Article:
- to accuse of or present proof of a crime or fault: He incriminated both men to the grand jury.
- to involve in an accusation; cause to be or appear to be guilty; implicate: His testimony incriminated his friend. He feared incriminating himself if he answered.
- to charge with responsibility for all or part of an undesirable situation, harmful effect, etc.: to incriminate cigarettes as a cause of lung cancer.
Origin of incriminate
Dictionary.com Unabridged Based on the Random House Unabridged Dictionary, © Random House, Inc. 2018
Examples from the Web for incriminating
The wealthy want to be seen as even more parsimonious, to offset the incriminating millions in their bank accounts.Sting and Hillary Are Just Like You: How the Very Rich Play at Being Very Ordinary
June 24, 2014
Though a laptop found in the bag was thoroughly examined, the police found no incriminating material on it.Breaking Rebekah Brooks’ Hollywood Cover-Up Code
Peter Jukes, Nico Hines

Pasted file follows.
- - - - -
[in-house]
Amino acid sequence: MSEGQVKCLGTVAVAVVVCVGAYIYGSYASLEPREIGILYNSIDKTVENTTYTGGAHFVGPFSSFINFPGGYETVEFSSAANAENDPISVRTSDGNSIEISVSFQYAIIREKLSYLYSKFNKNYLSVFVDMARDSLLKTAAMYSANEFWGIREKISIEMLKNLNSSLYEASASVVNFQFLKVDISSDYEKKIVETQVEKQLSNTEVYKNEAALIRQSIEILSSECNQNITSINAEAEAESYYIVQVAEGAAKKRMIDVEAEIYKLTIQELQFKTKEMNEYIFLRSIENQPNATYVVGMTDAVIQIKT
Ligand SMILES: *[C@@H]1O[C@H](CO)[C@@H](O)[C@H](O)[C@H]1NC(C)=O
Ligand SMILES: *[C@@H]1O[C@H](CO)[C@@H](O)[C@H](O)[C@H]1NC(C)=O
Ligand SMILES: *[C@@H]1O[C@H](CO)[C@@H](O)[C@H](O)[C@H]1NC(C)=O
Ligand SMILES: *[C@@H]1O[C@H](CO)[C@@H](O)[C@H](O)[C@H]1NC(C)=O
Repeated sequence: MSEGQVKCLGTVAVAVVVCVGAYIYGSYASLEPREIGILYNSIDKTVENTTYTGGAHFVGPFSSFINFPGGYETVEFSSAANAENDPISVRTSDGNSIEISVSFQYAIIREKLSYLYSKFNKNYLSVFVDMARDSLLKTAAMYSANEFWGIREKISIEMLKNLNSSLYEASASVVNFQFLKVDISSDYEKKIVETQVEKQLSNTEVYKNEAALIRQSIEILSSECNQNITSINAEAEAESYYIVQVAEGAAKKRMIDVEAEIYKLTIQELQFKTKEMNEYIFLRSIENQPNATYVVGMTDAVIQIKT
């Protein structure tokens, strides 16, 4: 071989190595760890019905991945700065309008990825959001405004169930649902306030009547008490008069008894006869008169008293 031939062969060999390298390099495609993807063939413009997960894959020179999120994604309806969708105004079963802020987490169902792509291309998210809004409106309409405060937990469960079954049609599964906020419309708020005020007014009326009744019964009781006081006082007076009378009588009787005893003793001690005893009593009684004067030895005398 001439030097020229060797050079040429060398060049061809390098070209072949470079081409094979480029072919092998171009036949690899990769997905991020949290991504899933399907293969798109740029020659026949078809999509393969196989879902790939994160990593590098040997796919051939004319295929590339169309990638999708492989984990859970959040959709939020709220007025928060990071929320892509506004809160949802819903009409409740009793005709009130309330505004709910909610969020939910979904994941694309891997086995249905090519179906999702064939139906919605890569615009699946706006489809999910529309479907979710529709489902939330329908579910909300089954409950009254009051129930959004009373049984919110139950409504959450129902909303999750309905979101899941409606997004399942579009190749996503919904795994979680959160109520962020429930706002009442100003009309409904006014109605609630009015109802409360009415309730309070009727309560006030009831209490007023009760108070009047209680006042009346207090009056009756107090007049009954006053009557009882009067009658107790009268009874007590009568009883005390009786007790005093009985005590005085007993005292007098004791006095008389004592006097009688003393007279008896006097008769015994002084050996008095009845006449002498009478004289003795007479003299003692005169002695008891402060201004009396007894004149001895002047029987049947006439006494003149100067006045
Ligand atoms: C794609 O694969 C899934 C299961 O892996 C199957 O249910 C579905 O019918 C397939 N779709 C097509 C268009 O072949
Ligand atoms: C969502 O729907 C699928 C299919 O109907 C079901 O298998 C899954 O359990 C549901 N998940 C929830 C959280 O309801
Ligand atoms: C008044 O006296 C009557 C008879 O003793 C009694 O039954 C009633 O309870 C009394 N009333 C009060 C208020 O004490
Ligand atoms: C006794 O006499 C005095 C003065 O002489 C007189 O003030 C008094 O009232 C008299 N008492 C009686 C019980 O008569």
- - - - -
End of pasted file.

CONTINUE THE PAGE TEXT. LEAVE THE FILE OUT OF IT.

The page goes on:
November 4, 2013
Authorities in Moscow claim to have arrested an American spook wearing wigs and carrying an incriminating letter.American Spy Nabbed in Russia?
May 14, 2013
What might she pull out: incriminating papers, devastating notes, embarrassing memorabilia?The Language of Margaret Thatcher’s Handbags
April 8, 2013
Recruiters were asked to screen potential recruits for incriminating tattoos and associations with potentially troubling groups.How Neo-Nazis and Gangs Infiltrated the U.S. Military: Matt Kennard’s ‘Irregular Army’
December 13, 2012
But my most urgent task was speedily to make way with the incriminating corpse.City of Endless Night
Not even from Valentina could he hope for mercy, so incriminating was the note he had penned.Love-at-Arms
The incriminating confession was not on Hawk Kennedy's clothing.The Vagrant Duke
Or did he go there in the hope of incriminating Morley further?The Winning Clue
James Hay, Jr.
We'd have to have positive evidence that an incriminating document was in existence.Alarm Clock
Everett B. Cole
- to imply or suggest the guilt or error of (someone)
- to charge with a crime or fault
C18: from Late Latin incrīmināre to accuse, from Latin crīmen accusation; see crime
Collins English Dictionary - Complete & Unabridged 2012 Digital Edition © William Collins Sons & Co. Ltd. 1979, 1986 © HarperCollins Publishers 1998, 2000, 2003, 2005, 2006, 2007, 2009, 2012
Word Origin and History for incriminating
Online Etymology Dictionary, © 2010 Douglas Harper